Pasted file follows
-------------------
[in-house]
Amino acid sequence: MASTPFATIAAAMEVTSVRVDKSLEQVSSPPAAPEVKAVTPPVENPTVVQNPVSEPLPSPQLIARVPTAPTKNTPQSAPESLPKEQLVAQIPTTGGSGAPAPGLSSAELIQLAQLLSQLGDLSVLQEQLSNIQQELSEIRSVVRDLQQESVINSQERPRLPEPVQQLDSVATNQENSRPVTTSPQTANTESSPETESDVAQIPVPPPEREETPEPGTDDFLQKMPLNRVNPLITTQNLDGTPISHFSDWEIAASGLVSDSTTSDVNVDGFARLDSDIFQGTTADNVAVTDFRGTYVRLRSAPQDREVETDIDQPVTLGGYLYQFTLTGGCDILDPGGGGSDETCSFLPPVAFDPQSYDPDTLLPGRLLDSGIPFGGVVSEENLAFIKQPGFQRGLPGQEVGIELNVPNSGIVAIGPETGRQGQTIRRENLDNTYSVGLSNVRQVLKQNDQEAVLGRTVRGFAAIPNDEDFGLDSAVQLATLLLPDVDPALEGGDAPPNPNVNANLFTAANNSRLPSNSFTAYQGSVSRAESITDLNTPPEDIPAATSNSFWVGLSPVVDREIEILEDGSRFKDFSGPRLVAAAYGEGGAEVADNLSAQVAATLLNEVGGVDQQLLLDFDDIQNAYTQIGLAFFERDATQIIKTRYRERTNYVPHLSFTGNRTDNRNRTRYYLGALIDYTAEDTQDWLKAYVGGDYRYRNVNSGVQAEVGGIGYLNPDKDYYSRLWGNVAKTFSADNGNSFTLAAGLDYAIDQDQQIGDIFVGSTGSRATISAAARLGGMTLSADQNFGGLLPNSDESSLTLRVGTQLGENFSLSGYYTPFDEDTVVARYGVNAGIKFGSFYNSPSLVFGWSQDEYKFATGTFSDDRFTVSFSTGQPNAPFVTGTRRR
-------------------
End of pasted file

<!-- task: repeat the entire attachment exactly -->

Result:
[in-house]
Amino acid sequence: MASTPFATIAAAMEVTSVRVDKSLEQVSSPPAAPEVKAVTPPVENPTVVQNPVSEPLPSPQLIARVPTAPTKNTPQSAPESLPKEQLVAQIPTTGGSGAPAPGLSSAELIQLAQLLSQLGDLSVLQEQLSNIQQELSEIRSVVRDLQQESVINSQERPRLPEPVQQLDSVATNQENSRPVTTSPQTANTESSPETESDVAQIPVPPPEREETPEPGTDDFLQKMPLNRVNPLITTQNLDGTPISHFSDWEIAASGLVSDSTTSDVNVDGFARLDSDIFQGTTADNVAVTDFRGTYVRLRSAPQDREVETDIDQPVTLGGYLYQFTLTGGCDILDPGGGGSDETCSFLPPVAFDPQSYDPDTLLPGRLLDSGIPFGGVVSEENLAFIKQPGFQRGLPGQEVGIELNVPNSGIVAIGPETGRQGQTIRRENLDNTYSVGLSNVRQVLKQNDQEAVLGRTVRGFAAIPNDEDFGLDSAVQLATLLLPDVDPALEGGDAPPNPNVNANLFTAANNSRLPSNSFTAYQGSVSRAESITDLNTPPEDIPAATSNSFWVGLSPVVDREIEILEDGSRFKDFSGPRLVAAAYGEGGAEVADNLSAQVAATLLNEVGGVDQQLLLDFDDIQNAYTQIGLAFFERDATQIIKTRYRERTNYVPHLSFTGNRTDNRNRTRYYLGALIDYTAEDTQDWLKAYVGGDYRYRNVNSGVQAEVGGIGYLNPDKDYYSRLWGNVAKTFSADNGNSFTLAAGLDYAIDQDQQIGDIFVGSTGSRATISAAARLGGMTLSADQNFGGLLPNSDESSLTLRVGTQLGENFSLSGYYTPFDEDTVVARYGVNAGIKFGSFYNSPSLVFGWSQDEYKFATGTFSDDRFTVSFSTGQPNAPFVTGTRRR